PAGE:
In California, one of the most frequently cited benefits of driving a scooter, other than fuel savings, is the ease of parking. They take up little space on the street and sometimes fit out of the way on sidewalks, in alleyways, or crosshatched areas alongside parking spaces. Many parking garages offer discounts or free parking to motorcycles and scooters. However, as a new driver, many people find themselves unsure which options are fully legal and where they should park if all designated motorcycle spots are full.
Street Parking: This is the only method of parking the CA DMV Motorcycle Handbook comments on: “Park at an angle of 45 to 90 degrees to the curb with a wheel or fender touching the curb.” It is important to note that you are not supposed to park parallel to the curb, likely because you would consume more street space than is necessary. You can legally park facing either in or out, but you will have an easier time when you depart if your scooter is pointed in the direction you will drive next. Backing your scooter away from a curb, into traffic, at a slightly uphill angle is not the safest way to start a ride. If you park with your rear tire touching the curb, you will only need to pull forward an inch or two before being able to scan traffic with full visibility.
Metered Parking: According to multiple scooter and motorcycle forums, metered areas are one of the riskiest places to park your bike. Some towns allow two bikes to share one space and split the meter fee while others insist on collecting coins for literally every vehicle and prefer the bikes to each monopolize a space. Parking in between two cars is even riskier because you don’t know if your right to park free is tied to a single space, both meters, or merely a figment of your imagination. For accurate information about your area, call your local parking enforcement office, the non-emergency police line, ask your friends about their experiences, or visit an online forum to start a discussion or see if the unwritten rules of your area have been discussed previously.
Paid Parking Lots: Many city parking lots and paid parking structures offer free or reduced cost passes to motorcycles and scooters in a clearly delineated area. The steady increase in popularity of two-wheeled transportation means that sometimes these designated areas are full. Some lots might allow you to take over a vehicle parking space under those conditions, but most will expect you to pay the price an automobile would incur whether you keep the space to yourself or share it with other bikers. A better option, acceptable in most lots, is to park in the cross-hatched areas at the end of each row. Be sure to allow plenty of space for car doors to swing open and to stay away from handicap zones. If you don’t see any other bikes parked in similar locations, you may want to ask the attendant if its acceptable before you leave the structure.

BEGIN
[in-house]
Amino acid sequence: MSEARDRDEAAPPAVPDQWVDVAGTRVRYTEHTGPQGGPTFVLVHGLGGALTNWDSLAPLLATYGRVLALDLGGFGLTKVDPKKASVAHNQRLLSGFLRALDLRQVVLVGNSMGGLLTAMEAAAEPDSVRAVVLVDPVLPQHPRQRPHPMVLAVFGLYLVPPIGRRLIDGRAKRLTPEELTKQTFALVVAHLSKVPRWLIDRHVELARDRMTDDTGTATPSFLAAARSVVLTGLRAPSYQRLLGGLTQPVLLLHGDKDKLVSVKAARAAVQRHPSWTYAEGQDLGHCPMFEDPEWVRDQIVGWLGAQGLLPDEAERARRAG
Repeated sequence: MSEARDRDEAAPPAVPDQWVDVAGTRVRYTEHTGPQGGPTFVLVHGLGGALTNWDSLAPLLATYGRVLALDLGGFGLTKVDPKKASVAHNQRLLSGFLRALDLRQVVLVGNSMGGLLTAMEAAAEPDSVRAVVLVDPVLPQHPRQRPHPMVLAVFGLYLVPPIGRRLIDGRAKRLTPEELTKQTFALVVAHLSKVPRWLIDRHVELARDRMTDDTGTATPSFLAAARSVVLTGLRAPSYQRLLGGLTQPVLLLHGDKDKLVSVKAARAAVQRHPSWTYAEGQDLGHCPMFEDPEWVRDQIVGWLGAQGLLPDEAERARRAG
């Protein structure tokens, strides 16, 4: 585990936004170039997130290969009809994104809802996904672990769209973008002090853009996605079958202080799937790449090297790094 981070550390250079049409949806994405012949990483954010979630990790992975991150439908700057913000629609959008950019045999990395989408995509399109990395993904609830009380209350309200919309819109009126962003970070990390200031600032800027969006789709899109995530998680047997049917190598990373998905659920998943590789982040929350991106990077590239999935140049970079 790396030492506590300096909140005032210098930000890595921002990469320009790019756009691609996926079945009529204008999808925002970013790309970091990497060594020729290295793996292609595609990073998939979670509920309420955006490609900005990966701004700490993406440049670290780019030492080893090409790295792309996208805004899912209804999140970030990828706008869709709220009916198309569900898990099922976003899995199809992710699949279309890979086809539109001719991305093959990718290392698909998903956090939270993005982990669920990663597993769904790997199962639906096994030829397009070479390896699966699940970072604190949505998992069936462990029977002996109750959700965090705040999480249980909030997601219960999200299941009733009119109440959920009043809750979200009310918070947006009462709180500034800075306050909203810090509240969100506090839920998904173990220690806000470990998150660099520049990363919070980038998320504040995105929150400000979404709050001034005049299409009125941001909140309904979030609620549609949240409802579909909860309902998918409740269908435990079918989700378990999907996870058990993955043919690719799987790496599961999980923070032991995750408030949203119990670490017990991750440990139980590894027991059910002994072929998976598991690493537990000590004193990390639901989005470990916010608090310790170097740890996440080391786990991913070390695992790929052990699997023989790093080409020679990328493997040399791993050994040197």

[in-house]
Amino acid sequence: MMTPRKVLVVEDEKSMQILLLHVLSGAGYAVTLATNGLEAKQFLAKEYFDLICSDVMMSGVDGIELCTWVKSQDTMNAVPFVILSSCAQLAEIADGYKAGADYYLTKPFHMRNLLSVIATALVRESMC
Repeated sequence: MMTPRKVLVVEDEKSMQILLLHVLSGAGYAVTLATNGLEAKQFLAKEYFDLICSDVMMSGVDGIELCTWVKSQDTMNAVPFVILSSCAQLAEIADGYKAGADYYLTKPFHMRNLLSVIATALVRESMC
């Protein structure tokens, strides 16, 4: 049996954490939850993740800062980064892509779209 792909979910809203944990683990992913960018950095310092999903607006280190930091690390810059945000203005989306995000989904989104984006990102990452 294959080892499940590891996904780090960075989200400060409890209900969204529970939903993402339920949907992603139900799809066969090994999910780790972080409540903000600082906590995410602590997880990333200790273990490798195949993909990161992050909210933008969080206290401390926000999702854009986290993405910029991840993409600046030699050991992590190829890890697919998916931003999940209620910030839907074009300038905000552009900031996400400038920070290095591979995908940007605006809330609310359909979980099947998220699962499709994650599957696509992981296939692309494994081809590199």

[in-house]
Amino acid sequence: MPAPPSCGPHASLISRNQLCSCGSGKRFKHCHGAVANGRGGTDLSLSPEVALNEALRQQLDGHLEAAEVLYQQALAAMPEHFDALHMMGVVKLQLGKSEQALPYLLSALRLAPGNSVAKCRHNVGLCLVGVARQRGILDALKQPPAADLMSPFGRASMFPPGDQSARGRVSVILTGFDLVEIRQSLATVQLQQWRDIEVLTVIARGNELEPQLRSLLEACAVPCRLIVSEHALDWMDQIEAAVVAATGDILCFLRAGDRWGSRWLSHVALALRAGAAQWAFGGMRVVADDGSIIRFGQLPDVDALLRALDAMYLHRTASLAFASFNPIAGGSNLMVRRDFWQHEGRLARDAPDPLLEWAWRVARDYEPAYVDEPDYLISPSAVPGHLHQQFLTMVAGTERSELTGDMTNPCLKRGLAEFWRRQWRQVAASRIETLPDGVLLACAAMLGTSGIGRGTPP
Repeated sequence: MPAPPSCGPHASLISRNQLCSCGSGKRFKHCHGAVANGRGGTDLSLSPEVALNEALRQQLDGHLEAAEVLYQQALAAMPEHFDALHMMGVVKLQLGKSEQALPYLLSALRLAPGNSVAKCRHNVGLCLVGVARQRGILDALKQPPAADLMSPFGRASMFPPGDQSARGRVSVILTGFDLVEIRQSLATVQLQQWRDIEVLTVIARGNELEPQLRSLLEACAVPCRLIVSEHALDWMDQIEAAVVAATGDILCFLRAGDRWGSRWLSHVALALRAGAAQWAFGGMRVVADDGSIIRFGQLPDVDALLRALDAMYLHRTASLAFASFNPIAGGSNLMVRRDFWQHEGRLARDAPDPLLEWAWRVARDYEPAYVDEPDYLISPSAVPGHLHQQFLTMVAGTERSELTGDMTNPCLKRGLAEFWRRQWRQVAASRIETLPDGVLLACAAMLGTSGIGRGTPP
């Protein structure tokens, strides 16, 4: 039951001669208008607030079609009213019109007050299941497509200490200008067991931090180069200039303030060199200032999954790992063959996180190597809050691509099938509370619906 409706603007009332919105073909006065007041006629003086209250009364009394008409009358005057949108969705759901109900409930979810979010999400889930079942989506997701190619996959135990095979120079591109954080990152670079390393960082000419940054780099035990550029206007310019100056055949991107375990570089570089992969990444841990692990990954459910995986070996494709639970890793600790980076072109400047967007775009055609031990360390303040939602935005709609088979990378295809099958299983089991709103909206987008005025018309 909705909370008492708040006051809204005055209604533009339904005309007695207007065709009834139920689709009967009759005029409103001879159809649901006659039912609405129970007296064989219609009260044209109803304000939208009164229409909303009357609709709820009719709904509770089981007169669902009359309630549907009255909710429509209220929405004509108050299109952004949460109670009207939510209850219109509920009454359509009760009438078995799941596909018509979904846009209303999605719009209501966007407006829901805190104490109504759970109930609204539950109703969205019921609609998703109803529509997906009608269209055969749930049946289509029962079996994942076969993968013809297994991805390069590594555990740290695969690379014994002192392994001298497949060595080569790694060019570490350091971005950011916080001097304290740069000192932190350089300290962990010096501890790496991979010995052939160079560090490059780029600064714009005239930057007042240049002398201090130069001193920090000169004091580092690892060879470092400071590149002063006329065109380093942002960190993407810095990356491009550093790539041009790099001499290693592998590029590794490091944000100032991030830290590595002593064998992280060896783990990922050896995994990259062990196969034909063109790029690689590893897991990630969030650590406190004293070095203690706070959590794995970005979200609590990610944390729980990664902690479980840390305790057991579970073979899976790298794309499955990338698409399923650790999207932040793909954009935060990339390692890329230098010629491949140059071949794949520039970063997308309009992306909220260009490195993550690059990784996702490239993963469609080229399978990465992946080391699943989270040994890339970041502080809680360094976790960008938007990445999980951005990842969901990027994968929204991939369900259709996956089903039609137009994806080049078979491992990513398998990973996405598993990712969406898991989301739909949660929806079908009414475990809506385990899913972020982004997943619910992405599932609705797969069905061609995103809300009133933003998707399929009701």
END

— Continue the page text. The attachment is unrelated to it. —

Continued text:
Open Commercial Lots: The rules about who can park where in a commercial lot are defined by the business(es) to which it is attached. Overcrowded lots may prefer that motorcycles and scooters park near the bicycles, nestled up against their building, or in the hatched areas at the end of each parking row. Some businesses may be worried about liability repercussions and insist that all vehicles park in designated parking spaces. Follow the lead of your fellow motorcyclists and scooterists, ask a parking lot attendant or shopping cart clerk the location’s etiquette, or play it safe by taking up a parking space even though it might make you feel a bit selfish.
- Residential Sidewalks: Many people think you can do whatever you want on the sidewalk so long as the property owner doesn’t mind, however the truth is more complicated. Sidewalks are a public easement area and are supposed to remain free of obstacles. Most cities won’t give you a ticket for bending this rule, but they also refrain from officially permitting the practice. Furthermore, a fine isn’t the only risk of sidewalk parking. If you are too close to the street, a car door could swing into and knock over your scooter. Or, similar damage could occur due to the grabby attention of inebriated or irrationally angry strangers walking by.